Monday, January 29, 2018

Two gorgeous little boys have lost their mother

It is so unjust. Little boys need their mother

Five days before Sara Chivers died in a sunlit Melbourne hospice room on the morning of January 28, her family gathered at her bedside to toast her with pizza and a bottle of Grange.

“We thought she was going then,” says her mother, Helen Clark.

But Sara, 34, hung in until Sunday.

Her toughness was no surprise to those who loved her. If anyone could pull off a challenge, it was Sara, the Melbourne mother-of-two whose letter to her sons Hugh, now 3, and Alfie, 21 months, as she was facing her mortality last October made global news and did what she wanted it to do, raise money and awareness for brain cancer.

Waking on her daughter’s last day, Helen – sleeping at the hospice with the rest of the family, Sara’s father Adrian, brother Mike and sister Stephanie – kissed her forehead and said hello. Then Sara stopped breathing.

“It was a privilege to be there,” says Helen. “It was actually really, really beautiful. Hard to believe, but it was.”

Her engineer husband Leigh Chivers, 34, who had been at home with Hugh, arrived soon after to be with his wife.

“When she did pass, after an hour or two she looked like she did on our wedding day,” he says.

“All her features really came out. She looked so young.”

Diagnosed with three incurable brain tumours last March – she had previously fought the disease in 2008 – the marketing executive was still absorbing her death sentence when the next hammer blow fell.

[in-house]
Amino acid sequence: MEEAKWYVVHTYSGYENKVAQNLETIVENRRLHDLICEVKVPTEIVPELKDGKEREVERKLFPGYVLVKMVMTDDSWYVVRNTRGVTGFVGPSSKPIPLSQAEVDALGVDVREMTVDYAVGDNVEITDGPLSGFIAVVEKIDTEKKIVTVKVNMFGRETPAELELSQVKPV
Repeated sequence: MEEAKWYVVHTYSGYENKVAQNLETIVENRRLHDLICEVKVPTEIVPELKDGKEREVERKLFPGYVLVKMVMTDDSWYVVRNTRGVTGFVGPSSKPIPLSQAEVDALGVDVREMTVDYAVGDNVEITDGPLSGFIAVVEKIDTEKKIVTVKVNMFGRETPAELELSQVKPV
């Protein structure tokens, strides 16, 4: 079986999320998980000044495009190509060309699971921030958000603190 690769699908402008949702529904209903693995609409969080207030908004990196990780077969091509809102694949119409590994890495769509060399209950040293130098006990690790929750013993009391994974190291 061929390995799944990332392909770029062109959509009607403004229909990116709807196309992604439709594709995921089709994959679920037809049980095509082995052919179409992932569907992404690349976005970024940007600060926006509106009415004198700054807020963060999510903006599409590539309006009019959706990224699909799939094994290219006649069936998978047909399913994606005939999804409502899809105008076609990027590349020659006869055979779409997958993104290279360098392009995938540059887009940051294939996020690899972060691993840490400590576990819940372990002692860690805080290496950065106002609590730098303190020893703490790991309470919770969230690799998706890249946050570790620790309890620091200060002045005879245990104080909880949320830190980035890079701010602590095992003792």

In a rare and shocking coincidence, in September Alfie was also diagnosed with brain cancer.

Facing the unimaginable galvanised Sara. Wanting to leave her boys a tangible legacy, she publicised her reality in the hope it would open government purses and find a cure in time to help Alfie.

“He needs me to champion his cause,” she said. “He needs me to keep on living.”

Sara and Leigh turned to fundraising, and in December, Alfie was on his wheelchair-bound mum’s knee when she presented The Project’s Carrie Bickmore with a cheque for over $60,000 for her brain cancer charity, the money all raised in months.

Palliative care is no place for a young mother who had run half marathons and moved to London solo for work. Sara turned it into her private HQ; increasingly unable to talk, she welcomed friends with cakes and coffee, and wept with disbelief seeing her story in Vogue in a copy the magazine expressed to her as time ran out.

“Even in the last weeks when she was struggling to talk and couldn’t walk, she still managed to laugh,” says her friend Mia Greves.

“No, it was more of a roar! I’m grateful that cancer didn’t rob her of that. My mate Sara was still there.”

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